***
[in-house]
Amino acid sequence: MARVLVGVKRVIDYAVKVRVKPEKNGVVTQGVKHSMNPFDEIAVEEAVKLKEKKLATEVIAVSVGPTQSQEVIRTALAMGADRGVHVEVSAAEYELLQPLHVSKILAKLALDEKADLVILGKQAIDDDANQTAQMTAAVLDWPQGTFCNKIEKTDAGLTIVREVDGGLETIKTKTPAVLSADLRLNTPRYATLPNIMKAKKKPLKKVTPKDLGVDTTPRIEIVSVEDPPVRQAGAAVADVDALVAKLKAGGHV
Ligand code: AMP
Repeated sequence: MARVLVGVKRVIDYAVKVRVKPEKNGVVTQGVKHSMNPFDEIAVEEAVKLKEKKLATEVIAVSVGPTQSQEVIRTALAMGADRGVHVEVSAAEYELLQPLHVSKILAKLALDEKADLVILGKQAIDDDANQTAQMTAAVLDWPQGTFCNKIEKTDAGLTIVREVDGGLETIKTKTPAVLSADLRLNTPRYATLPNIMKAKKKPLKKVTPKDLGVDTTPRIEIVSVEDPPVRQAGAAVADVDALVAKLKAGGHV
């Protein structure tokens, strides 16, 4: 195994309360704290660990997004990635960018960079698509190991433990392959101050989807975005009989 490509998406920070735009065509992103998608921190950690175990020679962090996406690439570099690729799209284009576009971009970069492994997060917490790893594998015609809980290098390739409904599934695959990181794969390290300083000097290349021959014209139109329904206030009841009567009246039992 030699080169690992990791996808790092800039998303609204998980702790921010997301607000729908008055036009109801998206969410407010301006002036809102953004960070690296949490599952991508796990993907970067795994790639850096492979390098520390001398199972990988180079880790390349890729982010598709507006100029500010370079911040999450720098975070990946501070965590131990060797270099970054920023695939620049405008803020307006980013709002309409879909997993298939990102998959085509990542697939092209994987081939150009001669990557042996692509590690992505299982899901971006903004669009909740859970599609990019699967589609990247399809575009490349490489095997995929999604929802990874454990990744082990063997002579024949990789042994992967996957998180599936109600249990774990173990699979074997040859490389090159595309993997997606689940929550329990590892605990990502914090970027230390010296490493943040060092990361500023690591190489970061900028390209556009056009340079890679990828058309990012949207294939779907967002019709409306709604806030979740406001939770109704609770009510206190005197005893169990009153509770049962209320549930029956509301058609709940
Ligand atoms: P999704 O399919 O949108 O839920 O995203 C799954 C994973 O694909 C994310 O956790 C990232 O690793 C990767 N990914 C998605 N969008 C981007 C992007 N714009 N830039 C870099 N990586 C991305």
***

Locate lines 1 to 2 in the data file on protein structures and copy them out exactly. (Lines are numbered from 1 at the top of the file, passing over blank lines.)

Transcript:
[in-house]
Amino acid sequence: MARVLVGVKRVIDYAVKVRVKPEKNGVVTQGVKHSMNPFDEIAVEEAVKLKEKKLATEVIAVSVGPTQSQEVIRTALAMGADRGVHVEVSAAEYELLQPLHVSKILAKLALDEKADLVILGKQAIDDDANQTAQMTAAVLDWPQGTFCNKIEKTDAGLTIVREVDGGLETIKTKTPAVLSADLRLNTPRYATLPNIMKAKKKPLKKVTPKDLGVDTTPRIEIVSVEDPPVRQAGAAVADVDALVAKLKAGGHV